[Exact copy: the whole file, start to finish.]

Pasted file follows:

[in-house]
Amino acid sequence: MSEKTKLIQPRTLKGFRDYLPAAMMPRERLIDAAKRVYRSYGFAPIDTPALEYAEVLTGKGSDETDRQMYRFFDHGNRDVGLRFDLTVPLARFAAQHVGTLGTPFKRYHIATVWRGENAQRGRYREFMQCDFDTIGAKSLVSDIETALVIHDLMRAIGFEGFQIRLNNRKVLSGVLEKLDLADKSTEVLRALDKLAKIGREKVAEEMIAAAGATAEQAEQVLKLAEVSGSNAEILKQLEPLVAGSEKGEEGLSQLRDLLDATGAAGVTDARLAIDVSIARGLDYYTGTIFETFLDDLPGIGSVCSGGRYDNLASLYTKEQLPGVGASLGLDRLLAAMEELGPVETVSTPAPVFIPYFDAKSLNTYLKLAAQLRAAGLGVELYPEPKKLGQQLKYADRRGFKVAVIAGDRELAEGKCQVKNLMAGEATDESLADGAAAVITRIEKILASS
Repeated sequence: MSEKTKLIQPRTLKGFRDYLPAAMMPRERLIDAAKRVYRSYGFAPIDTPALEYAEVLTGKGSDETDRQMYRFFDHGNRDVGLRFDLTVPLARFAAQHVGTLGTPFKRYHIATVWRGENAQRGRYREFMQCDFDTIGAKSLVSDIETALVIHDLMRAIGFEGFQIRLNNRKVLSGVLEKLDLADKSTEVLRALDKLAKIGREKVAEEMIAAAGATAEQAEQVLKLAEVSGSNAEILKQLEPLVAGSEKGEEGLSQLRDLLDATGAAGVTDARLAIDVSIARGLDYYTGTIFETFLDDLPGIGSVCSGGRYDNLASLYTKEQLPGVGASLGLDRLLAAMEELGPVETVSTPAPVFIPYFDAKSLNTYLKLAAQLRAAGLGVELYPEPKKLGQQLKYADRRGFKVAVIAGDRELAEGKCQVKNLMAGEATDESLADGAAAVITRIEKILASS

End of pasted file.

[in-house]
Amino acid sequence: MSEKTKLIQPRTLKGFRDYLPAAMMPRERLIDAAKRVYRSYGFAPIDTPALEYAEVLTGKGSDETDRQMYRFFDHGNRDVGLRFDLTVPLARFAAQHVGTLGTPFKRYHIATVWRGENAQRGRYREFMQCDFDTIGAKSLVSDIETALVIHDLMRAIGFEGFQIRLNNRKVLSGVLEKLDLADKSTEVLRALDKLAKIGREKVAEEMIAAAGATAEQAEQVLKLAEVSGSNAEILKQLEPLVAGSEKGEEGLSQLRDLLDATGAAGVTDARLAIDVSIARGLDYYTGTIFETFLDDLPGIGSVCSGGRYDNLASLYTKEQLPGVGASLGLDRLLAAMEELGPVETVSTPAPVFIPYFDAKSLNTYLKLAAQLRAAGLGVELYPEPKKLGQQLKYADRRGFKVAVIAGDRELAEGKCQVKNLMAGEATDESLADGAAAVITRIEKILASS
Repeated sequence: MSEKTKLIQPRTLKGFRDYLPAAMMPRERLIDAAKRVYRSYGFAPIDTPALEYAEVLTGKGSDETDRQMYRFFDHGNRDVGLRFDLTVPLARFAAQHVGTLGTPFKRYHIATVWRGENAQRGRYREFMQCDFDTIGAKSLVSDIETALVIHDLMRAIGFEGFQIRLNNRKVLSGVLEKLDLADKSTEVLRALDKLAKIGREKVAEEMIAAAGATAEQAEQVLKLAEVSGSNAEILKQLEPLVAGSEKGEEGLSQLRDLLDATGAAGVTDARLAIDVSIARGLDYYTGTIFETFLDDLPGIGSVCSGGRYDNLASLYTKEQLPGVGASLGLDRLLAAMEELGPVETVSTPAPVFIPYFDAKSLNTYLKLAAQLRAAGLGVELYPEPKKLGQQLKYADRRGFKVAVIAGDRELAEGKCQVKNLMAGEATDESLADGAAAVITRIEKILASS